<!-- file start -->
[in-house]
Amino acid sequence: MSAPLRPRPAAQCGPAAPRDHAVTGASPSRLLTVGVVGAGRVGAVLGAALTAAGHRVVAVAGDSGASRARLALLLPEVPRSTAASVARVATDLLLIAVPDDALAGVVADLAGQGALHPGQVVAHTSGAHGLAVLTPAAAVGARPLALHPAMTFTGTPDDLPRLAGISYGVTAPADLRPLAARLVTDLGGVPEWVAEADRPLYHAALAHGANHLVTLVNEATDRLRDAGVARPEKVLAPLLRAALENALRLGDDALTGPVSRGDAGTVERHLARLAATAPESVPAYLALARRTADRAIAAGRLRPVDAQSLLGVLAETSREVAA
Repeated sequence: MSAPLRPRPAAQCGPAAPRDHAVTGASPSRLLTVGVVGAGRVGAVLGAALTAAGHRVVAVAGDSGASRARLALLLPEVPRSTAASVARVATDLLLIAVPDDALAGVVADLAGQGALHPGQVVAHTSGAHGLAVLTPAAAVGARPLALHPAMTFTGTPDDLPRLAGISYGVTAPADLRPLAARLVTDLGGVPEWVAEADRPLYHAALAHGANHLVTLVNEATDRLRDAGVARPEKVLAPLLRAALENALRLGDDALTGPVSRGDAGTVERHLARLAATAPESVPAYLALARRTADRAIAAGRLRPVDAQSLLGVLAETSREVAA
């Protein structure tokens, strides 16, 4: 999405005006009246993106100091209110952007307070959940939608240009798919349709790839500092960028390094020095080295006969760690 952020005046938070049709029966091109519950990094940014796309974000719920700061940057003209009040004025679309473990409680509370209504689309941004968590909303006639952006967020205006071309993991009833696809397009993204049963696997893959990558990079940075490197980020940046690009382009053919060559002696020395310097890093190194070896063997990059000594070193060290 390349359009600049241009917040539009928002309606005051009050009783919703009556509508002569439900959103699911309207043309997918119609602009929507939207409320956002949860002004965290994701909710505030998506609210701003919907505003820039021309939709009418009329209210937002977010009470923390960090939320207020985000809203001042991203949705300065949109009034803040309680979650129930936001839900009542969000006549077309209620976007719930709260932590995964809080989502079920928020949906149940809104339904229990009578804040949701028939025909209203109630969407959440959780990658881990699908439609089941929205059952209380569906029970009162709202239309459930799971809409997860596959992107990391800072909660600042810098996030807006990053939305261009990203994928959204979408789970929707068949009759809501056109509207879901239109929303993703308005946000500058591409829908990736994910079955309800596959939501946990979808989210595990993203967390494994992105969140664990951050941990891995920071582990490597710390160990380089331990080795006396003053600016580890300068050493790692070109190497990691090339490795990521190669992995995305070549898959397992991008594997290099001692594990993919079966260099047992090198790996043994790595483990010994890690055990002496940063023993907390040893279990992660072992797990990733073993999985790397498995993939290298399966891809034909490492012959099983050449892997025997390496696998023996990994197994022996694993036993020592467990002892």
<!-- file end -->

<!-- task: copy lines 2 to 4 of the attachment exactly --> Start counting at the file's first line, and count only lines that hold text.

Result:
Amino acid sequence: MSAPLRPRPAAQCGPAAPRDHAVTGASPSRLLTVGVVGAGRVGAVLGAALTAAGHRVVAVAGDSGASRARLALLLPEVPRSTAASVARVATDLLLIAVPDDALAGVVADLAGQGALHPGQVVAHTSGAHGLAVLTPAAAVGARPLALHPAMTFTGTPDDLPRLAGISYGVTAPADLRPLAARLVTDLGGVPEWVAEADRPLYHAALAHGANHLVTLVNEATDRLRDAGVARPEKVLAPLLRAALENALRLGDDALTGPVSRGDAGTVERHLARLAATAPESVPAYLALARRTADRAIAAGRLRPVDAQSLLGVLAETSREVAA
Repeated sequence: MSAPLRPRPAAQCGPAAPRDHAVTGASPSRLLTVGVVGAGRVGAVLGAALTAAGHRVVAVAGDSGASRARLALLLPEVPRSTAASVARVATDLLLIAVPDDALAGVVADLAGQGALHPGQVVAHTSGAHGLAVLTPAAAVGARPLALHPAMTFTGTPDDLPRLAGISYGVTAPADLRPLAARLVTDLGGVPEWVAEADRPLYHAALAHGANHLVTLVNEATDRLRDAGVARPEKVLAPLLRAALENALRLGDDALTGPVSRGDAGTVERHLARLAATAPESVPAYLALARRTADRAIAAGRLRPVDAQSLLGVLAETSREVAA
């Protein structure tokens, strides 16, 4: 999405005006009246993106100091209110952007307070959940939608240009798919349709790839500092960028390094020095080295006969760690 952020005046938070049709029966091109519950990094940014796309974000719920700061940057003209009040004025679309473990409680509370209504689309941004968590909303006639952006967020205006071309993991009833696809397009993204049963696997893959990558990079940075490197980020940046690009382009053919060559002696020395310097890093190194070896063997990059000594070193060290 390349359009600049241009917040539009928002309606005051009050009783919703009556509508002569439900959103699911309207043309997918119609602009929507939207409320956002949860002004965290994701909710505030998506609210701003919907505003820039021309939709009418009329209210937002977010009470923390960090939320207020985000809203001042991203949705300065949109009034803040309680979650129930936001839900009542969000006549077309209620976007719930709260932590995964809080989502079920928020949906149940809104339904229990009578804040949701028939025909209203109630969407959440959780990658881990699908439609089941929205059952209380569906029970009162709202239309459930799971809409997860596959992107990391800072909660600042810098996030807006990053939305261009990203994928959204979408789970929707068949009759809501056109509207879901239109929303993703308005946000500058591409829908990736994910079955309800596959939501946990979808989210595990993203967390494994992105969140664990951050941990891995920071582990490597710390160990380089331990080795006396003053600016580890300068050493790692070109190497990691090339490795990521190669992995995305070549898959397992991008594997290099001692594990993919079966260099047992090198790996043994790595483990010994890690055990002496940063023993907390040893279990992660072992797990990733073993999985790397498995993939290298399966891809034909490492012959099983050449892997025997390496696998023996990994197994022996694993036993020592467990002892």